This investigation was conducted by Dr. Adam Friedman and colleagues from George Washington University who surveyed dermatologists at the 2016 Orlando Dermatology Aesthetic & Clinical Conference. The survey asked dermatologists to anonymously review 13 clinical images and determine whether or not the image was consistent with a fungal cutaneous infection.
The majority of cases were only appropriately classified by 50% of participants, with only one of the cases correctly identified by 90% of the audience.
“It is crucial to push for proper and continued medical education on dermatophyte and other fungal skin infections to minimize misdiagnoses and ultimately curb disease impact,” said Dr. Friedman, associate professor, director of the residency program, and director of translational research in the Department of Dermatology at George Washington University in Washington, D.C.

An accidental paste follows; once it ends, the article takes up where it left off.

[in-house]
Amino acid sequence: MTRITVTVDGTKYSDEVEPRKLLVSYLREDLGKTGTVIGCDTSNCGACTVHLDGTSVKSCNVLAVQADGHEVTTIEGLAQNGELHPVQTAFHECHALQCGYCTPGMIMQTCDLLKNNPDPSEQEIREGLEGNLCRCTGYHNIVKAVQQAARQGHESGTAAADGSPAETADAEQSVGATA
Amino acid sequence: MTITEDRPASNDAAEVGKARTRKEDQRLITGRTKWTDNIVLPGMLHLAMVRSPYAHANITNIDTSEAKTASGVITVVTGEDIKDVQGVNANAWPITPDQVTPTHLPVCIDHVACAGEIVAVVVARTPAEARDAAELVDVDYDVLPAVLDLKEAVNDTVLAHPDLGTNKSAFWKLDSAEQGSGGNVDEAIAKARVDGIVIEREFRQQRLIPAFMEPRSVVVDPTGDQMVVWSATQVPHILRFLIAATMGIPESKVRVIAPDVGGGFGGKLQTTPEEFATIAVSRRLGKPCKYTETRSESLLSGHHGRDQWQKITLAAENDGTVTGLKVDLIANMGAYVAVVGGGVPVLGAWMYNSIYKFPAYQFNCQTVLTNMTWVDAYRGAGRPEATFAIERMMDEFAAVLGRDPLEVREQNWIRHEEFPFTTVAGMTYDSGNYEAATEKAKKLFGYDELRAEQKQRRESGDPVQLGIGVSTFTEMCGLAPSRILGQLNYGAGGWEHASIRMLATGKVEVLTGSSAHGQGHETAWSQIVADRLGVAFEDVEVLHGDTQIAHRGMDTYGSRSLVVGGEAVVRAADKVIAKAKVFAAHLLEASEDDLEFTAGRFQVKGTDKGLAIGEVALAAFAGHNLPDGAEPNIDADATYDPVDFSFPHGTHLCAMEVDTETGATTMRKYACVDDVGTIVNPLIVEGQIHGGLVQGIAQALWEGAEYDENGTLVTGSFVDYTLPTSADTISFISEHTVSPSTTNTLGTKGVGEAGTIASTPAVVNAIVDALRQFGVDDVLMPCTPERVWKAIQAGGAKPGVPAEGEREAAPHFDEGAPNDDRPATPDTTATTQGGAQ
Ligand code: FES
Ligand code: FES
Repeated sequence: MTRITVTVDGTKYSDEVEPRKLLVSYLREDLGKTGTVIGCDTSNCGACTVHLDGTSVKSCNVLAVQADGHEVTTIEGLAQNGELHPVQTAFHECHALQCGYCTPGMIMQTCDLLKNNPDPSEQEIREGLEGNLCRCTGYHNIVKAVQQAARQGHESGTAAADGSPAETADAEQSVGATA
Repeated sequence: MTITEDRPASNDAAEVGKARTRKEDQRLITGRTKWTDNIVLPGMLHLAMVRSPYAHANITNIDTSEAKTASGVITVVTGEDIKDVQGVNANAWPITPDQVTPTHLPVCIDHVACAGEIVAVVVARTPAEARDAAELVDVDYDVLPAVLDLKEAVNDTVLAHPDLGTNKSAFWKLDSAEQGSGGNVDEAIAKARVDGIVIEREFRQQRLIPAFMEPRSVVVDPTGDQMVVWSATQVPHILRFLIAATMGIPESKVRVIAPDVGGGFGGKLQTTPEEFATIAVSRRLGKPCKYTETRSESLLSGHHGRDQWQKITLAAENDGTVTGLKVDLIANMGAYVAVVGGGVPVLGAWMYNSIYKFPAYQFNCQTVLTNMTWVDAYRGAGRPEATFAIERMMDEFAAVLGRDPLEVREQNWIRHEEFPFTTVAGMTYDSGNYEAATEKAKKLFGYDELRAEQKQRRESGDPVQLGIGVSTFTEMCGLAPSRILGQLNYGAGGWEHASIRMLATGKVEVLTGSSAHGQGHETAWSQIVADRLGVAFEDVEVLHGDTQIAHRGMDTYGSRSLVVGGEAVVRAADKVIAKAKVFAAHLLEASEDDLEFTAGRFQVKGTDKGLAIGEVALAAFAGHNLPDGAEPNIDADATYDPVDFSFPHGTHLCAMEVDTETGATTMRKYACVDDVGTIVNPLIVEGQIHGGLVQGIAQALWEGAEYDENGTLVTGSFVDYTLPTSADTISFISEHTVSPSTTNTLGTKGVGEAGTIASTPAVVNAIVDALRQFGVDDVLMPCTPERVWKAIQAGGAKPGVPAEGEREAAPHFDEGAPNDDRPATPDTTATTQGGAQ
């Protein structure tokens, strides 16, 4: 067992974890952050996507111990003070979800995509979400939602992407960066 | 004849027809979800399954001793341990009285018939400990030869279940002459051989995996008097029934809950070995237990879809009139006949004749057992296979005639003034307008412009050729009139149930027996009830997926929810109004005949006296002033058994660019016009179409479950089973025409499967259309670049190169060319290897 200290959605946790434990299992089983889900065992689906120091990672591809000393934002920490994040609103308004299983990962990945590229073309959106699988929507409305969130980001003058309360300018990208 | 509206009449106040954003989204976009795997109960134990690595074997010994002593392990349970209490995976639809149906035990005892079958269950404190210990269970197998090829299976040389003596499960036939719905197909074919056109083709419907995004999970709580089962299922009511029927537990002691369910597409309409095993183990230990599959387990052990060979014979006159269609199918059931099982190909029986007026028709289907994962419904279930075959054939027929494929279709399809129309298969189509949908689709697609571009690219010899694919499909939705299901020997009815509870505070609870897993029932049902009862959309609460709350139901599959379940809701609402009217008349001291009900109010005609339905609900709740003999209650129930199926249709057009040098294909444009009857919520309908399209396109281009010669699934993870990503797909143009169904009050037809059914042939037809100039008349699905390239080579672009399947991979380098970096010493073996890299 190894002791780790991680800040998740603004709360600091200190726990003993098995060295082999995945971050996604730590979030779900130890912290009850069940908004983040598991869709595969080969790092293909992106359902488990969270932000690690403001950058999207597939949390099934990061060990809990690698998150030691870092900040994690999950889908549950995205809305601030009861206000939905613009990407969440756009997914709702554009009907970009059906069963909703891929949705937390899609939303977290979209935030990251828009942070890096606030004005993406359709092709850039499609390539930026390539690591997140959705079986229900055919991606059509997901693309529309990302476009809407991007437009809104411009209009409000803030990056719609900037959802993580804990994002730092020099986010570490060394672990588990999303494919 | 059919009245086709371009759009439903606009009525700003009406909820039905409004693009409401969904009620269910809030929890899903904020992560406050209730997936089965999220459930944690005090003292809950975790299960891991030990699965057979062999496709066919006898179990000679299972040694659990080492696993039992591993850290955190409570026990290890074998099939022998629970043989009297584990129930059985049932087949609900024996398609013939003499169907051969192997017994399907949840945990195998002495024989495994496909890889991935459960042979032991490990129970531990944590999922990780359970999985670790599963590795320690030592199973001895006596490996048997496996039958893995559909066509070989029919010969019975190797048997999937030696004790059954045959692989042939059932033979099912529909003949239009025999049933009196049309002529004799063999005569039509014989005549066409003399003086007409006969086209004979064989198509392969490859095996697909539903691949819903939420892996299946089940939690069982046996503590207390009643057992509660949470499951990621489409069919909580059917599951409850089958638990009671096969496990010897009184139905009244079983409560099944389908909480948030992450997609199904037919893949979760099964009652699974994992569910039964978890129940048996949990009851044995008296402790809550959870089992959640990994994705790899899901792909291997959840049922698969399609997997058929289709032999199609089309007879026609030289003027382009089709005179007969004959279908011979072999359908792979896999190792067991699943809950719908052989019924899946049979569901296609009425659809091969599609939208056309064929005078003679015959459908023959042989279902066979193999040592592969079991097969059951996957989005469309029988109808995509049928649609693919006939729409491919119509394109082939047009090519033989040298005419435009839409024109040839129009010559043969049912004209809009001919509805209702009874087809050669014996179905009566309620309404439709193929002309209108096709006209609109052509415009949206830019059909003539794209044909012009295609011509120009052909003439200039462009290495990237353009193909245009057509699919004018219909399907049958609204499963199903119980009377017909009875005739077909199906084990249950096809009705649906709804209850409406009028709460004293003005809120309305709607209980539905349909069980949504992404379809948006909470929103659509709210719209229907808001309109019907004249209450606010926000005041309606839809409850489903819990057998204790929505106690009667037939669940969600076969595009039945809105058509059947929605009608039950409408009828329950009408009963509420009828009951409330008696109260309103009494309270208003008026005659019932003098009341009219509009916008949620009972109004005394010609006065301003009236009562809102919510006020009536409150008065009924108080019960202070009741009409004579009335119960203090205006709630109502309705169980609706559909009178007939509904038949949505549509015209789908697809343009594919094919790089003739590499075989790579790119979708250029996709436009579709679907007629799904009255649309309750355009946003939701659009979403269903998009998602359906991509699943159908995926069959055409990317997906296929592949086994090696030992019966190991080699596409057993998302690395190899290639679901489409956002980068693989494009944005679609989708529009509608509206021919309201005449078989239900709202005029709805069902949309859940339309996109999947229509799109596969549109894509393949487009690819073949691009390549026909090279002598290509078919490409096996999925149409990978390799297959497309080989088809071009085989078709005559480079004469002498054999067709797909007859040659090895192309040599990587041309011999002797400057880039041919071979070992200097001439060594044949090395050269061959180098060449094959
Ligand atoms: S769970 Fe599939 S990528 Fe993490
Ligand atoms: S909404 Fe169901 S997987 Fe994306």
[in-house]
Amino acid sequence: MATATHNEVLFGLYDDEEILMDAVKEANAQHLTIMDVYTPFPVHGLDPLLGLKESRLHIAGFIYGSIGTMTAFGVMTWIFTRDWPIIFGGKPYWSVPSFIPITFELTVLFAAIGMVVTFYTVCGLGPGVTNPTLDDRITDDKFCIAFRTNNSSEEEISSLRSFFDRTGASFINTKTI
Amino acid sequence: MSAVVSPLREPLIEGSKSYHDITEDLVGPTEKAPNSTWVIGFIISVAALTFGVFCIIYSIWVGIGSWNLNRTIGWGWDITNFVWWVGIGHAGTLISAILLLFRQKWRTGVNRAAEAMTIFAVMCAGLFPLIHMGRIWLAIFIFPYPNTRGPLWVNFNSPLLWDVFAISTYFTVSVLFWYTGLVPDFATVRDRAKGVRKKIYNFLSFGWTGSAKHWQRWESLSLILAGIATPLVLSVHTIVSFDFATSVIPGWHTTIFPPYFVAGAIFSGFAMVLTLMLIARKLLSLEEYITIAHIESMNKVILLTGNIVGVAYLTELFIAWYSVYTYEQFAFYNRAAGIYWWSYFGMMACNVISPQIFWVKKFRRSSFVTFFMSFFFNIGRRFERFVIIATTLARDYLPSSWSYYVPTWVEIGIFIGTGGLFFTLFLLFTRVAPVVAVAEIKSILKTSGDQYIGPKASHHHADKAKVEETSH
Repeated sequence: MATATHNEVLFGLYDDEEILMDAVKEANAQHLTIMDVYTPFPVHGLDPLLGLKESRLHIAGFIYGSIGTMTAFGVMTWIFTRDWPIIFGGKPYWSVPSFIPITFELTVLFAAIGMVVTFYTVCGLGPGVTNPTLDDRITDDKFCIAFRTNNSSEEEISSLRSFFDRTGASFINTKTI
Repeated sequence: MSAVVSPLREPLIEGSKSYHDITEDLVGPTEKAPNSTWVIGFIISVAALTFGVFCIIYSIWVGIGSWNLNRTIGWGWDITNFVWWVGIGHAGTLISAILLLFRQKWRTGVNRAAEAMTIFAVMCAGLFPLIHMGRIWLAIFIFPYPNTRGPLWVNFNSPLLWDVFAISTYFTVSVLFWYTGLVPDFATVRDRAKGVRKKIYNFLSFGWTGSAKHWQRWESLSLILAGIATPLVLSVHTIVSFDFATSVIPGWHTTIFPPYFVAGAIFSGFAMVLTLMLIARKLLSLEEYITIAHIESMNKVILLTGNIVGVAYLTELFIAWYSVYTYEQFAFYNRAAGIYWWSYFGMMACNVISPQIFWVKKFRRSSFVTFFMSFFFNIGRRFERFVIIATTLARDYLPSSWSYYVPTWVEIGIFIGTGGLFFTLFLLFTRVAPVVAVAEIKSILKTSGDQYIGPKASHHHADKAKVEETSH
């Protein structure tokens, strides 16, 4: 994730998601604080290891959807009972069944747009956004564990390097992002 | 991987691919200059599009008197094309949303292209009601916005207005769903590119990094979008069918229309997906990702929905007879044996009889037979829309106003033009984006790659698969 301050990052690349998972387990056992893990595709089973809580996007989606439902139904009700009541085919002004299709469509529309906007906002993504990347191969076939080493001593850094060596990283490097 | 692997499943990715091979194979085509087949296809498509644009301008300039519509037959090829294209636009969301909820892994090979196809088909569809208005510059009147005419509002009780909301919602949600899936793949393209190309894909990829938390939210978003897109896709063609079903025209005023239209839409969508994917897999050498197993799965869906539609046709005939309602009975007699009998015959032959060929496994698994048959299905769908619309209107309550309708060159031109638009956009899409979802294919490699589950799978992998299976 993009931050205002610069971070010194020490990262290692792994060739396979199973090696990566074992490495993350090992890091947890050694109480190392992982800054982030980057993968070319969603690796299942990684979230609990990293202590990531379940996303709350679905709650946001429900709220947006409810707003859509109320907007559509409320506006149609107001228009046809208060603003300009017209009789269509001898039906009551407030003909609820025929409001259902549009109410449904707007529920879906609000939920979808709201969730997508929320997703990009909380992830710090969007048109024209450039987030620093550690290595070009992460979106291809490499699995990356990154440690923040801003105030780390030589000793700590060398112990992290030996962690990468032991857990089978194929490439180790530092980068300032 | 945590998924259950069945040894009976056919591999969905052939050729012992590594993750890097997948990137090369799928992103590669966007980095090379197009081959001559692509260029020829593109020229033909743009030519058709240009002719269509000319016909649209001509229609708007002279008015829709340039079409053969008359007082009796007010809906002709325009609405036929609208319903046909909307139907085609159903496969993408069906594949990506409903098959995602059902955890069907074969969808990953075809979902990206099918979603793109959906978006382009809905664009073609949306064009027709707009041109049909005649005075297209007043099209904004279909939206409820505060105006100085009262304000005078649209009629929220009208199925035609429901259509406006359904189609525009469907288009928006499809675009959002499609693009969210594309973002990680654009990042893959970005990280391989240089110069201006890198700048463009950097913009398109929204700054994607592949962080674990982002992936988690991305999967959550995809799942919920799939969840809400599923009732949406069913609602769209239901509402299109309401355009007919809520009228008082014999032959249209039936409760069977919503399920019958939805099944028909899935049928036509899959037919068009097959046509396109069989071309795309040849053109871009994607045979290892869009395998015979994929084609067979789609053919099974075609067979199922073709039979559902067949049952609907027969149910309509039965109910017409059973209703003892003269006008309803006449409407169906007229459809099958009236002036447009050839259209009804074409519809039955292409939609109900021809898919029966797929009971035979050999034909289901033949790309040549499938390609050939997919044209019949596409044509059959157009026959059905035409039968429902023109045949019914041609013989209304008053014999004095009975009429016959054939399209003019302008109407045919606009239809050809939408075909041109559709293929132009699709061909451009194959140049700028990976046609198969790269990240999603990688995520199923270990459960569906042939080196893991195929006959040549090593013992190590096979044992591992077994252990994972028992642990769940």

The survey highlights the challenge of distinguishing between certain fungal skin infections and primary inflammatory conditions, and the ease with which one may miss the correct diagnosis.
“Secondary syphilis, annular psoriasis, and pityriasis rosea are among a few inflammatory skin diseases that mimic dermatophyte infections,” said Dr. Friedman, who was quoted in a press release. “However, knowledge and training of bedside diagnostic techniques like potassium hydroxide preps during residency and beyond can combat misdiagnosis.”